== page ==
What is student success? What does it look like? How can we measure it? Is it academic achievement? Is it retention rates? Is it levels of social, emotional and physical wellbeing? Is it a school based measure or is it systemic? Does there have to be physical evidence to support it? The introduction of the 5P planning model in NSW Public Schools has again ignited this debate and has possibly given rise to a broader definition of student success.
There can be no doubt that parents, students and teachers want to see students succeed, but it can be difficult to actually determine what success really looks like. Making judgements about individual student success actually requires a wide range of factors to come into play and may vary depending on specific contextual information. The challenge is coming up with a credible way of measuring individual success.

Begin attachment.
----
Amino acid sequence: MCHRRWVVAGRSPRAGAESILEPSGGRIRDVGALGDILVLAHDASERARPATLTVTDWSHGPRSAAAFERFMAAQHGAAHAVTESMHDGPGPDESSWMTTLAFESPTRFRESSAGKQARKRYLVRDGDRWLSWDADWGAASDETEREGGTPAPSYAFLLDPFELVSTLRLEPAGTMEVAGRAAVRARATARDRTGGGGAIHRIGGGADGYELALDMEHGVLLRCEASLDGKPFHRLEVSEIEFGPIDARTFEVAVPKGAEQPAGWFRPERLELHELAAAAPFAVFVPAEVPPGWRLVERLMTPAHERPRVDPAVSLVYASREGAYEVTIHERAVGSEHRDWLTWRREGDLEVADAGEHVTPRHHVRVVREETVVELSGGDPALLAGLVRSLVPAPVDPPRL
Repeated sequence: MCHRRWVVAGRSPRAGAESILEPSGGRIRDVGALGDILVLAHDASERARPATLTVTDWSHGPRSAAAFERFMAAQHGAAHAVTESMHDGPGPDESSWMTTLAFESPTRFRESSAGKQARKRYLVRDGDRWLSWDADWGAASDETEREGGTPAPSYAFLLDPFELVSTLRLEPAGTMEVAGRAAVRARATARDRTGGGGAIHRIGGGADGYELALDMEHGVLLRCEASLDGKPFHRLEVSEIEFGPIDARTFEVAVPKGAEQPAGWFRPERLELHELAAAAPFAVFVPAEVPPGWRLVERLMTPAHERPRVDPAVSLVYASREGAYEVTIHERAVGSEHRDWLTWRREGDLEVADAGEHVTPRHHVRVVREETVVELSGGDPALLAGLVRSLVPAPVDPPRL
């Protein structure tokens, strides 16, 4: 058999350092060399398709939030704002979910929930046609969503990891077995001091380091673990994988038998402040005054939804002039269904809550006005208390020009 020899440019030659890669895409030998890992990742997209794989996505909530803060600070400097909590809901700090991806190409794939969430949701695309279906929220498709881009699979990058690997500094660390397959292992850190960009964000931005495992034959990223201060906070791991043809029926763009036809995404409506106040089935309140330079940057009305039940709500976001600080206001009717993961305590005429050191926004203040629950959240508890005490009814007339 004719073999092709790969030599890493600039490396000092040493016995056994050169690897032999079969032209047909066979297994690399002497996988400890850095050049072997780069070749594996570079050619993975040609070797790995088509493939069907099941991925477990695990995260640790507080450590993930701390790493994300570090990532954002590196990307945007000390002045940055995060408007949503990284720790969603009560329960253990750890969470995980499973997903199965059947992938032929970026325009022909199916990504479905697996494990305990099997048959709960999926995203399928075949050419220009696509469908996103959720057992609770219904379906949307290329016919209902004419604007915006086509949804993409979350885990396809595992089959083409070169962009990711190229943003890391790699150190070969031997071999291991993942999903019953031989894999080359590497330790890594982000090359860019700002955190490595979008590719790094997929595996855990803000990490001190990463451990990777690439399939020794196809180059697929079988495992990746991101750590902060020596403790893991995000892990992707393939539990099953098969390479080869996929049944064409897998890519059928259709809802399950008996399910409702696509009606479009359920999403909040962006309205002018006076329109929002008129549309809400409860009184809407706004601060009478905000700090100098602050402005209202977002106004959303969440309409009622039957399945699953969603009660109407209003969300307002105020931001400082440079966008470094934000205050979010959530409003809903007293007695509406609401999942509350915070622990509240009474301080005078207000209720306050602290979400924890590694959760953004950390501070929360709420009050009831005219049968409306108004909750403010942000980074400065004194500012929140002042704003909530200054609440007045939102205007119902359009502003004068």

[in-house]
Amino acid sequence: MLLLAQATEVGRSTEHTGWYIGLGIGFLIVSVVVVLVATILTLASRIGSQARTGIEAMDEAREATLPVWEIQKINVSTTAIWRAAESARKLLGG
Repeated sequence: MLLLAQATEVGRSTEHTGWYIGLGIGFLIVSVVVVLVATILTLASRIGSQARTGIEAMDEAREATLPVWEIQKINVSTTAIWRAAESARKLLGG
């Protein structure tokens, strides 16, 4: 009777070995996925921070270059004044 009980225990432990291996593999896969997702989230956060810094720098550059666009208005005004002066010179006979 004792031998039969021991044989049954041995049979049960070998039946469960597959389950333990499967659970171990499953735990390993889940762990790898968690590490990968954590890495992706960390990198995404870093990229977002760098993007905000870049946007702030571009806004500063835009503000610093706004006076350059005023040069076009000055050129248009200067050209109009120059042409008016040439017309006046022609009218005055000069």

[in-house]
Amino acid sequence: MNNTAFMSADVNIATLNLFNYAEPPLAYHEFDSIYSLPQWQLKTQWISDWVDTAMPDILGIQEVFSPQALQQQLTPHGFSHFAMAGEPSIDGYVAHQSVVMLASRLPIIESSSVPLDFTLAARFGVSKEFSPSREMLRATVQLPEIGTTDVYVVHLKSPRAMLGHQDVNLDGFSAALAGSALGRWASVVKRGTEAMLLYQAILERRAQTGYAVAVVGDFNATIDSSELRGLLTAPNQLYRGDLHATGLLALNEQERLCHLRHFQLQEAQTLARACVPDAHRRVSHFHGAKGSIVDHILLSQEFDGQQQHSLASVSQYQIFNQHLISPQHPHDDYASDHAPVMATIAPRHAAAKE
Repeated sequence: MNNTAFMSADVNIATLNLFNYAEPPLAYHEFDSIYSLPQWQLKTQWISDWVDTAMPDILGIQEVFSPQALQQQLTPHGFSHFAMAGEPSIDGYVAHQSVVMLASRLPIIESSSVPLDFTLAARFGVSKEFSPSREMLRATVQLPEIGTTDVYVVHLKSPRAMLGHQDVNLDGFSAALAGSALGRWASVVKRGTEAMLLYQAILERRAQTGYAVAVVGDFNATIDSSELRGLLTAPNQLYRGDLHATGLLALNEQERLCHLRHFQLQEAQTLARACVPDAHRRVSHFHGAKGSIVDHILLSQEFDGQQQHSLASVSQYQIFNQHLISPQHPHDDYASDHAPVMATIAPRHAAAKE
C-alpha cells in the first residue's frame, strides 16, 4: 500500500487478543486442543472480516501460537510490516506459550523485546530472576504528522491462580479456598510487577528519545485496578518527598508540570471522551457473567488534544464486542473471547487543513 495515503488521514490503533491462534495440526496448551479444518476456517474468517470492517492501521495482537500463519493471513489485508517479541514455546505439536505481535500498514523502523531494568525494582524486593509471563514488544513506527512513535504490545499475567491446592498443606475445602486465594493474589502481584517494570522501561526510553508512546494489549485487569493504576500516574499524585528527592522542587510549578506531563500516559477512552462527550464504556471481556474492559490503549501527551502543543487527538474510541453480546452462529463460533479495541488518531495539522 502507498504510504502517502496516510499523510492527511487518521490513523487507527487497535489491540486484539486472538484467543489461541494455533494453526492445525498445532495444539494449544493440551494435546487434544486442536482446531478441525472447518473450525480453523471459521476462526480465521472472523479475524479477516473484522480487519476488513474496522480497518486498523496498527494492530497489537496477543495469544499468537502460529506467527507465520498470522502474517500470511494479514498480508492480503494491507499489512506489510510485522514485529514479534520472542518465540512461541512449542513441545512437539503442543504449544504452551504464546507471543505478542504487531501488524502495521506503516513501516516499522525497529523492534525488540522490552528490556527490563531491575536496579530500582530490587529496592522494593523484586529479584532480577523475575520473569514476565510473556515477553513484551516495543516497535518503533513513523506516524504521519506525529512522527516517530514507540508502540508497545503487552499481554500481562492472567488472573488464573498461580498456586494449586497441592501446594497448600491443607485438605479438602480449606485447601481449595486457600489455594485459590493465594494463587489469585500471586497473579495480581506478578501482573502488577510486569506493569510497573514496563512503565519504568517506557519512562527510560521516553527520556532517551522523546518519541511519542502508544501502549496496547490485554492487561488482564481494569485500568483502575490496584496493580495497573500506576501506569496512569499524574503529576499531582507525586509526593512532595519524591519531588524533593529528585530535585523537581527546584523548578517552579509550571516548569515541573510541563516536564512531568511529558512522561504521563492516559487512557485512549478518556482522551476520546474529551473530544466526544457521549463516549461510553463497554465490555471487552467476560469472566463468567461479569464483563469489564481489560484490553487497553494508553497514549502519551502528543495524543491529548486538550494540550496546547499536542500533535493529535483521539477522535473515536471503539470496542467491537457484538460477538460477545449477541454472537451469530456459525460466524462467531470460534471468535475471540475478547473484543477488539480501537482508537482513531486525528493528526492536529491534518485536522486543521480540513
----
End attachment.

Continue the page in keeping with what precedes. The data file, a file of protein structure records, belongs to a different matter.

There is a system requirement that we measure student success. Student academic achievement needs to be monitored, it is one way that we can identify areas for improvement and provides some form of accountability measure for systems and governments to make judgements about policy implementation and financial management. High stakes testing obviously feeds into this form of measurement. The problem with this however is that it has a limited scope and a limited capacity to cater for the individual. This style of testing can be linked to funding decisions and policy implementation which in turn has the potential to narrow the curriculum focus of teachers who may feel pressure to ensure students meet externally identified standards. I’m not implying that results from this form of testing cannot be used in some way on a school level to assist with future planning, I do believe however, that the results are just a snapshot and have a range of contextual information that needs to be considered when interpreting them. There is no doubt that systems need to collect some form of student success measure. In my opinion the jury is still out as to whether the current high stakes testing regime is the tool to be used.